kakhovka dam and hydroelectric plant



Josh Klemm, +1 202 492 8904, jklemm@internationalrivers.org (English)

Bonnie Barclay, +1 323 363 4874, bbarclay@internationalrivers.org (English)

Oleksii Vasyliuk, +380 97 100 04 73, vasyliuk@gmail.com (Ukrainian and Russian)

Link to statement in English, Russian, Ukrainian

On Tuesday, Ukraine Nature Conservation Group (UNCG), International Rivers and over twenty other civil society organizations condemned the destruction of the Kakhovka dam and called on officials meeting at the Ukraine Recovery Conference (URC 2023) in London this week to pursue sustainable options to address pressing energy and water needs while restoring natural ecosystems in Ukraine.

“The Kakhovka Hydropower Plant has been deployed as a weapon of mass destruction, causing many deaths and destroying the livelihoods and homes of thousands of people, who are now environmental refugees,” says Oleksii Vasyliuk, Chairman of Ukraine Nature Conservation Group (UNCG). “This ecological catastrophe and large-scale destruction of nature provoked by the Russian invasion are undermining the future well-being of all of Europe.”

Hundreds of thousands of people and over forty protected natural areas have been impacted by the dam’s collapse, while toxic sediments accumulated behind the dam for decades have been unleashed downstream. The deluge has also taken a heavy toll on the natural ecosystems and biodiversity of the unique wetlands and valleys of the Lower Dnieper. “The destruction of the dam represents the most serious single blow to the environment during the war. This is an act of ecocide against the environment and is a crime against humanity,” adds Vasyliuk.

The Kakhovka disaster also serves as a potent reminder of the dangers that dams can pose. Tens of thousands of dams globally are located upstream of populated areas. Many of these dams are aging and have reached the end of their useful lifespans, and are becoming even more vulnerable in the face of climate change. The increasing involvement of dams in conflict zones, from Syria to Iraq, or subject to major disputes on river basins throughout the world, is a gravely concerning trend.

“Unsafe in times of peace, dams constitute a mortal danger in cases of war, violent conflicts and terrorist insurgence,” says Josh Klemm, Co-Director of International Rivers. “The weaponization of dams during wartime represents a real and growing threat.”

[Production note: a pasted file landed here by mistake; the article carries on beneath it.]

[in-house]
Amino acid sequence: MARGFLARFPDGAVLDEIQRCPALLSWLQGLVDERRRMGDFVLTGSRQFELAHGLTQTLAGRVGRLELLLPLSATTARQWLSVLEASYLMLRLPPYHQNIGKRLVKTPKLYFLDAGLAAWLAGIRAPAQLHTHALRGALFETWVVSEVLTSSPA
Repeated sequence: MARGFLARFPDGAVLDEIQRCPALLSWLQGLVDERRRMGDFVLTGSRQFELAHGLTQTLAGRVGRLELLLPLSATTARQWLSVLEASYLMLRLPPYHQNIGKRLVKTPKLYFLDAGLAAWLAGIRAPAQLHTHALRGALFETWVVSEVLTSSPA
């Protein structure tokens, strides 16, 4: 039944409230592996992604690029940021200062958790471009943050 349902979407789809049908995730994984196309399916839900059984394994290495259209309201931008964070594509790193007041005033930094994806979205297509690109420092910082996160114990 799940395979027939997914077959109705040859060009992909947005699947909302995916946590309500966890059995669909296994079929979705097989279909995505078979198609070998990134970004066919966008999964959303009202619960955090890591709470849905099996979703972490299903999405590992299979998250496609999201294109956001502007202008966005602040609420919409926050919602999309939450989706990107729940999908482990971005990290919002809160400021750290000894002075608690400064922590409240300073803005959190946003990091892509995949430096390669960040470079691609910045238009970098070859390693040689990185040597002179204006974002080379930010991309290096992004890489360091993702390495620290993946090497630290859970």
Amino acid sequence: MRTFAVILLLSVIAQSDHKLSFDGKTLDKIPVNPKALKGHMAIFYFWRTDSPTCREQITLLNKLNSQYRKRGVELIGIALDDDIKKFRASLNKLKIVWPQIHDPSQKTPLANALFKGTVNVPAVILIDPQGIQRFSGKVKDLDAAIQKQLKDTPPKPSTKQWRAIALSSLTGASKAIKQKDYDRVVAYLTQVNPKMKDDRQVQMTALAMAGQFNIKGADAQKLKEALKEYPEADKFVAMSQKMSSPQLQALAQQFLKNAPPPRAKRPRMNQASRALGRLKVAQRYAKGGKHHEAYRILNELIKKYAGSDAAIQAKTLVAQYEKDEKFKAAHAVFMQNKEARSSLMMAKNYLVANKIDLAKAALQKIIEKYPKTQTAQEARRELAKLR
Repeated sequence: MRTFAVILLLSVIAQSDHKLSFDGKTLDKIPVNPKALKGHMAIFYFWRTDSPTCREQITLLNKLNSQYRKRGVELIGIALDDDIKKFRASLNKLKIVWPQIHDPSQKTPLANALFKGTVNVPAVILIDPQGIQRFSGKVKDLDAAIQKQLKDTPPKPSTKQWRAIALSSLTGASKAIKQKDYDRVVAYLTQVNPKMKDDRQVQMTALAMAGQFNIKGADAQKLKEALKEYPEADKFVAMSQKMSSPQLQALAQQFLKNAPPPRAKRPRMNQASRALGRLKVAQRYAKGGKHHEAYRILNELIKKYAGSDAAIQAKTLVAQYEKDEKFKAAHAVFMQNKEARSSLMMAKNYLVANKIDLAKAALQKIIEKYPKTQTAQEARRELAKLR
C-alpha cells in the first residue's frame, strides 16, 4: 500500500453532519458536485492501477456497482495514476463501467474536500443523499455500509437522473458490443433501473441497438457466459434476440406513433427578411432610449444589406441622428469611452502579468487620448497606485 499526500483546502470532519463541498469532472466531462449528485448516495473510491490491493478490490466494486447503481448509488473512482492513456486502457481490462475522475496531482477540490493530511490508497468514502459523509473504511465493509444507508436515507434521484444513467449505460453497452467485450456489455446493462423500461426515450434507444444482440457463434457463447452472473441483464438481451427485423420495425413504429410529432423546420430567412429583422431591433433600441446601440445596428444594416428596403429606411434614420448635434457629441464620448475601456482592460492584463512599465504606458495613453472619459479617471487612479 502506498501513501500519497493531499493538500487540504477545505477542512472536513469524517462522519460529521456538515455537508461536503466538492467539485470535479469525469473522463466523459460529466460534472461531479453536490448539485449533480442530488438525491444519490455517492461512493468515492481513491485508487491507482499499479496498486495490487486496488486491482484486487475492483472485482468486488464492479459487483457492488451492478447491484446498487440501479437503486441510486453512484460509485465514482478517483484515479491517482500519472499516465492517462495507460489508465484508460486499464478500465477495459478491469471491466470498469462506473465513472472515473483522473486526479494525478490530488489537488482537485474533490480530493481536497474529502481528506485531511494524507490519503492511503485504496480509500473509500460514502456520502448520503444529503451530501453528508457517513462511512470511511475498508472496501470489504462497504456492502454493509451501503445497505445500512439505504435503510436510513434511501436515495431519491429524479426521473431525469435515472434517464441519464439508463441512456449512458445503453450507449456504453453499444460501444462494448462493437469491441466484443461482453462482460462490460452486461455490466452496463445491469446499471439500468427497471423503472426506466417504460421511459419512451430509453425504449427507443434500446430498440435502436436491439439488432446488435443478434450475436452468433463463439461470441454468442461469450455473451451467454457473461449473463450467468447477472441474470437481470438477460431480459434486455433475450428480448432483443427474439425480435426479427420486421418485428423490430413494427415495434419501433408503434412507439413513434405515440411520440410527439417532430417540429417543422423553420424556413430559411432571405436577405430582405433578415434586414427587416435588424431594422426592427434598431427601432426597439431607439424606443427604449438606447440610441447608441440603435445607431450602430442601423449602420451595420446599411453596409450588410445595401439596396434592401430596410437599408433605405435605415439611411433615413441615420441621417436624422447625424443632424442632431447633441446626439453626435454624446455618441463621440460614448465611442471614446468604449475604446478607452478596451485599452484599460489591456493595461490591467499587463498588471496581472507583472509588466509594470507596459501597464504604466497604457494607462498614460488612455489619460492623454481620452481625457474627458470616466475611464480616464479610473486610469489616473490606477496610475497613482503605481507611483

Salman Khairalla, Director of the Tigris River Protectors Association in Iraq, adds, “It is alarming to witness the exploitation of water resources and the strategic deployment of dams to threaten the security and well-being of innocent citizens. These actions risk provoking a grave humanitarian and environmental crisis.”

The statement notes that the Kakhovka disaster represents an opportunity to urgently rebuild more sustainably and avoid the inherent dangers and problems of rebuilding the 70-year-old dam and rehabilitating the obsolete plant:

“Rebuilding the dam and its 2000 km2 reservoir would not represent the best path forward given its extraordinary expense, high environmental impacts, climate vulnerability, remaining threat of destruction, and availability of more sustainable solutions,” the statement reads. The organizations called out institutions such as the International Hydropower Association for self-servingly urging that the dam to be rebuilt, which would cost billions.

Pursuing sustainable alternatives would be in accordance with the ‘build back better’ principle in Ukraine’s recovery as endorsed by the European Parliament on 15 June 2023. As the civil society statement notes, solar and wind energy could be readily developed to replace Kakhovka’s energy output for a fraction of the cost and amount of time, and with a much smaller footprint. Meanwhile, steps to restore water supply and irrigation must be undertaken immediately rather than relying on the reservoir, which could take a decade or longer to rebuild.

“We are confident that under conditions of climate change, it will be optimal to restore natural ecosystems on the site of the already emptied water reservoir, which in the past has submerged the largest natural forest in the steppe zone of Ukraine. Restoration of the river flow will not only bring back the stability of natural ecosystems and restore biodiversity lost in the past, but also increase the quality of water used by people, thereby improving the quality of life,” says Oleksii about the vision for the future.

While the hydropower industry is insistent upon restoring the dam, civil society organizations and sustainable energy experts call on those gathered in London to move from what this terrible disaster represents to chart a more sustainable recovery path forward.

Link to the statement in English, Russian, Ukrainian

Feature photo credit: The remains of the Kakhovka Dam as seen by satellite on June 7, 2023. Seismologists claim to have seen an explosive signal around the time of the dam’s collapse. Maxar Technologies